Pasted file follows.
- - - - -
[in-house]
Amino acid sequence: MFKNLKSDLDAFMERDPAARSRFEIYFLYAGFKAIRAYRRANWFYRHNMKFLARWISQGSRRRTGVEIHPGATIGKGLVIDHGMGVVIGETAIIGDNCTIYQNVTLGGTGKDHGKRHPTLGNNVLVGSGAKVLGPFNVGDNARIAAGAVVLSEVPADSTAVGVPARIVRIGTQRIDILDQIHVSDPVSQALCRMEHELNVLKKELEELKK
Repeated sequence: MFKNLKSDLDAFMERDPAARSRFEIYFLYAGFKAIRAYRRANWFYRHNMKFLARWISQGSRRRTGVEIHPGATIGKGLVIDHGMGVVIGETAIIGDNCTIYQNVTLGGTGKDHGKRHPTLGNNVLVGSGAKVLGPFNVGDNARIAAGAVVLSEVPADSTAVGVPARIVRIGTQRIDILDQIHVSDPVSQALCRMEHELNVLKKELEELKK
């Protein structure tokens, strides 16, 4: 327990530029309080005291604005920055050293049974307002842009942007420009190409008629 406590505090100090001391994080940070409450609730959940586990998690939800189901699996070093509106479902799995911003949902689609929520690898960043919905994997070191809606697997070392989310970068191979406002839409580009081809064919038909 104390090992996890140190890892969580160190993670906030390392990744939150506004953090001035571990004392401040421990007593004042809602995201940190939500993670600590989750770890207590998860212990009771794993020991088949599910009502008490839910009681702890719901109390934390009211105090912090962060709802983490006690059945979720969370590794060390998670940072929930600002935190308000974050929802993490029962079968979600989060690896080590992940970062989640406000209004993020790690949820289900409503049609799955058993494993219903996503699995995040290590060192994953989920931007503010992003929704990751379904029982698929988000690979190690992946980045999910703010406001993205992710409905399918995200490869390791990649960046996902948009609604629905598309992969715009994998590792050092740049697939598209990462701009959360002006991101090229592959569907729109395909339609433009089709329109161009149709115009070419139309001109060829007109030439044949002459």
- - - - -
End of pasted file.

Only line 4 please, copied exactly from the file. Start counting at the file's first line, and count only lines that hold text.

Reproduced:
């Protein structure tokens, strides 16, 4: 327990530029309080005291604005920055050293049974307002842009942007420009190409008629 406590505090100090001391994080940070409450609730959940586990998690939800189901699996070093509106479902799995911003949902689609929520690898960043919905994997070191809606697997070392989310970068191979406002839409580009081809064919038909 104390090992996890140190890892969580160190993670906030390392990744939150506004953090001035571990004392401040421990007593004042809602995201940190939500993670600590989750770890207590998860212990009771794993020991088949599910009502008490839910009681702890719901109390934390009211105090912090962060709802983490006690059945979720969370590794060390998670940072929930600002935190308000974050929802993490029962079968979600989060690896080590992940970062989640406000209004993020790690949820289900409503049609799955058993494993219903996503699995995040290590060192994953989920931007503010992003929704990751379904029982698929988000690979190690992946980045999910703010406001993205992710409905399918995200490869390791990649960046996902948009609604629905598309992969715009994998590792050092740049697939598209990462701009959360002006991101090229592959569907729109395909339609433009089709329109161009149709115009070419139309001109060829007109030439044949002459």